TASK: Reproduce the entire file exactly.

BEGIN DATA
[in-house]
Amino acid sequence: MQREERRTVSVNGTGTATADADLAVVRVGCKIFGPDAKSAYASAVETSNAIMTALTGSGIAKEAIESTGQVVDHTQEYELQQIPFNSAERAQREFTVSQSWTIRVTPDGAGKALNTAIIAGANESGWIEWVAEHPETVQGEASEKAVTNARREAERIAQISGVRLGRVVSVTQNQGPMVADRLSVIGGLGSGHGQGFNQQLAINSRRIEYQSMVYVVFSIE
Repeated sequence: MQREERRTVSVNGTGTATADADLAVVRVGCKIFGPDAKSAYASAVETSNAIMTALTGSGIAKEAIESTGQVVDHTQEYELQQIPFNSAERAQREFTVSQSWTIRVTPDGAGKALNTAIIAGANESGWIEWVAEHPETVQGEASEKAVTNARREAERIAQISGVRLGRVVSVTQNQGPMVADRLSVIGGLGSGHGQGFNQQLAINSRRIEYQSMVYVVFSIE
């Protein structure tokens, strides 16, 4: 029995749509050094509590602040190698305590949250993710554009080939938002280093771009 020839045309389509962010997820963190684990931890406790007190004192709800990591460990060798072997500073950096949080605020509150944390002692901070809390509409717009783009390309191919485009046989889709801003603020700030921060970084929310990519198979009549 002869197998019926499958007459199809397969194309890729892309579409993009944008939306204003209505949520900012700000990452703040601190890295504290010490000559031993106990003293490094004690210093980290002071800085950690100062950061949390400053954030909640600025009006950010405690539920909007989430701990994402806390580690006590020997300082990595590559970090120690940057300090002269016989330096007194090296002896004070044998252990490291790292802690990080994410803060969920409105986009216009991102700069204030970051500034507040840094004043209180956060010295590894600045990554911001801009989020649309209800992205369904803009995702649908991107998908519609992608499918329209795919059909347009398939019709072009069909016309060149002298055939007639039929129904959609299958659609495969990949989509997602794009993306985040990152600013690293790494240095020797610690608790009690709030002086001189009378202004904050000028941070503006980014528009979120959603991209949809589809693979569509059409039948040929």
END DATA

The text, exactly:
[in-house]
Amino acid sequence: MQREERRTVSVNGTGTATADADLAVVRVGCKIFGPDAKSAYASAVETSNAIMTALTGSGIAKEAIESTGQVVDHTQEYELQQIPFNSAERAQREFTVSQSWTIRVTPDGAGKALNTAIIAGANESGWIEWVAEHPETVQGEASEKAVTNARREAERIAQISGVRLGRVVSVTQNQGPMVADRLSVIGGLGSGHGQGFNQQLAINSRRIEYQSMVYVVFSIE
Repeated sequence: MQREERRTVSVNGTGTATADADLAVVRVGCKIFGPDAKSAYASAVETSNAIMTALTGSGIAKEAIESTGQVVDHTQEYELQQIPFNSAERAQREFTVSQSWTIRVTPDGAGKALNTAIIAGANESGWIEWVAEHPETVQGEASEKAVTNARREAERIAQISGVRLGRVVSVTQNQGPMVADRLSVIGGLGSGHGQGFNQQLAINSRRIEYQSMVYVVFSIE
């Protein structure tokens, strides 16, 4: 029995749509050094509590602040190698305590949250993710554009080939938002280093771009 020839045309389509962010997820963190684990931890406790007190004192709800990591460990060798072997500073950096949080605020509150944390002692901070809390509409717009783009390309191919485009046989889709801003603020700030921060970084929310990519198979009549 002869197998019926499958007459199809397969194309890729892309579409993009944008939306204003209505949520900012700000990452703040601190890295504290010490000559031993106990003293490094004690210093980290002071800085950690100062950061949390400053954030909640600025009006950010405690539920909007989430701990994402806390580690006590020997300082990595590559970090120690940057300090002269016989330096007194090296002896004070044998252990490291790292802690990080994410803060969920409105986009216009991102700069204030970051500034507040840094004043209180956060010295590894600045990554911001801009989020649309209800992205369904803009995702649908991107998908519609992608499918329209795919059909347009398939019709072009069909016309060149002298055939007639039929129904959609299958659609495969990949989509997602794009993306985040990152600013690293790494240095020797610690608790009690709030002086001189009378202004904050000028941070503006980014528009979120959603991209949809589809693979569509059409039948040929």